Where Oxenfree was a coming-of-age tale about a group of teens who “unwittingly open a ghostly rift”,its sequel tells a story that’s a little more mature. Expanding on the innovative narrative that earned the original game high praise, Oxenfree II is a spooky tale of the delicious, eerie kind. The kind that entices you with a mysterious island, untraceable radio interference, and communication from beyond. Beyond where? It’s unclear. But what is clear is that it certainly falls into the category of ‘strange and unexplained’, and that there’s a time limit on when it can be stopped.
Oxenfree II is set five years after the events of the original and focuses on Riley Poverly, a 30-something woman who took a job back in her hometown of Camena for reasons she isn’t readily willing to discuss. Before she’s even able to leave the bus stop she’s contacted by her new supervisor Evelyn, and immediately things start to get weird. Strange noises are coming through her radio, there’s a storm brewing that seems almost supernatural, and she seems to be stuck in a time loop – and that’s just the beginning. She’s soon tasked with joining her new partner Jacob to plant some transmitters with the hope that they’ll provide some information around what’s making this night feel a little spooky, and from there the night takes an even more sinister turn. As Riley and Jacob traverse the island, they get caught up in a series of events involving some teenagers, a cult, and multiple counts of possession and bodies floating into the air. It’s a big night.
Much of the game simply involves walking around the island as you make your way towards locations for the transmitters, with Riley and Jacob chatting between themselves with a dynamic very similar to that of something like Firewatch. The two went to high school together, but weren’t quite friends – but they have enough in common to start a dialogue about their lives, their futures, and what led to them being on Edwards Island on this particular night. Their casual banter, which is equal parts commentary on the game’s spooky events as they unfold and refreshingly dry comic relief, is some of the best I’ve seen in a game in years – perhaps since Firewatch. The voice acting is impeccable, and the way the two characters play off each other makes the (often somewhat frustratingly) long and slow treks across the mountains a genuinely compelling experience.
Along the way, Riley can communicate with other people through her radio at any time. Some characters will ask you to check in with them at certain points, while others may give you side quests that involve looking for an object or relaying information. These side dialogues are a fun detour from the main plot and make the events of the game feel bigger than the two protagonists, but the problem is that I wish I’d found more of them. The radio has nine channels, and by the end of my playthrough I’d only maintained regular conversations on three of them – and I know there were more. There were times when I seemed to trigger the start of another conversation, but would be too slow to react to the radio because I was in the middle of talking to Jacob about something, and then I’d lose the ability to continue the side path at all. What I did experience was great, but I wish it hadn’t been so easy to miss entire storylines in what was otherwise a very well-crafted game.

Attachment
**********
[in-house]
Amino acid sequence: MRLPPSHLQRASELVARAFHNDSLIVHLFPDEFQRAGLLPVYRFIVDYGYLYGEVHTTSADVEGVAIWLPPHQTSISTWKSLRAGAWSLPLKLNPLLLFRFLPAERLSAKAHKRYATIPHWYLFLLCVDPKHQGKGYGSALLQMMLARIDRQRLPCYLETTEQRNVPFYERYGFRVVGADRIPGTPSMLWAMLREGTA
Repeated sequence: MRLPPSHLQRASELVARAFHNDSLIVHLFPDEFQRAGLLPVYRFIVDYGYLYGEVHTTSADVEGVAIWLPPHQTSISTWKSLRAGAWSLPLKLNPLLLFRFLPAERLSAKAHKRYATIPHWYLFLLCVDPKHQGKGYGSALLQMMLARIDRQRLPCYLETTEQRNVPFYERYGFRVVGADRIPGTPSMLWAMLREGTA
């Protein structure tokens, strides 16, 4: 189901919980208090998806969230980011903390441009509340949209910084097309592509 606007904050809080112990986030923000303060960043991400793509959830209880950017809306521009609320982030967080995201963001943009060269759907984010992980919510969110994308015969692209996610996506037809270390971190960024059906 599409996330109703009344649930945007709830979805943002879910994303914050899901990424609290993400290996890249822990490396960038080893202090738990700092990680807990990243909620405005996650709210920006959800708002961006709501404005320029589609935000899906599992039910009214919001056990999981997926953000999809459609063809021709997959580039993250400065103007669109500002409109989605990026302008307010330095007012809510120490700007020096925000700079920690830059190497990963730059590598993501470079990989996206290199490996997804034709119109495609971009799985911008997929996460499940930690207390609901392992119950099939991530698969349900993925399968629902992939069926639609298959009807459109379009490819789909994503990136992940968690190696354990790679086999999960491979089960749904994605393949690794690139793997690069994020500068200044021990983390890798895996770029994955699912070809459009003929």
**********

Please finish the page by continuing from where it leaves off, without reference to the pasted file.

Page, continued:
The art style is very similar to the original Oxenfree, with the characters appearing as small, modestly animated figures with features you (particularly in handheld mode on the Switch) can’t quite make out. This draws the focus to the island itself, which is heavily stylised, and for the most part I found it quite beautiful – though it did take me until I was about three quarters of the way through the game to realise that Jacob had been wearing a hat the whole time, and didn’t just have weird dual-toned scruffy hair. It’s a good looking game, and it’s a testament to the voice actors that they were able to so effectively deliver the performances they did with little assistance from the character models.
The heart of this game is its narrative, and as a ghost story it doesn’t disappoint. I played the first Oxenfree years ago, and was nervous jumping into this one that I hadn’t retained the necessary information to understand this one the way it deserved – but that wasn’t the case. Though the game ties back to its predecessor in clever and satisfying ways, knowledge of the first game isn’t essential – Oxenfree II provides a conclusion to the events of the first game, but tells its own story in the process.
Though the mechanics are simple, they can occasionally frustrate, with button prompts often requiring a very precise positioning of the character to trigger them, or climbing up and down a rope not quite working the way you want it to. There are also times when the game clearly wants you to go slowly to allow a conversation to play out in full, but Riley’s walking speed is uncomfortably slow. It’s a combination of small issues that, provided you are compelled by the narrative, won’t ruin your experience – but they will stop it from being seamless.
If you’re a fan of supernatural thrillers, Oxenfree II won’t disappoint. It’s at times a little slow, and the controls can be a little finicky, but your choices have meaningful impacts on the futures of the characters that you’ll slowly grow to care for over the course of the night, and the narrative is strong enough to keep you pushing through. I thoroughly enjoyed my time with this game – even though it was a little too spooky to play alone at night.
Oxenfree II was reviewed on Nintendo Switch using a code kindly provided by the publisher.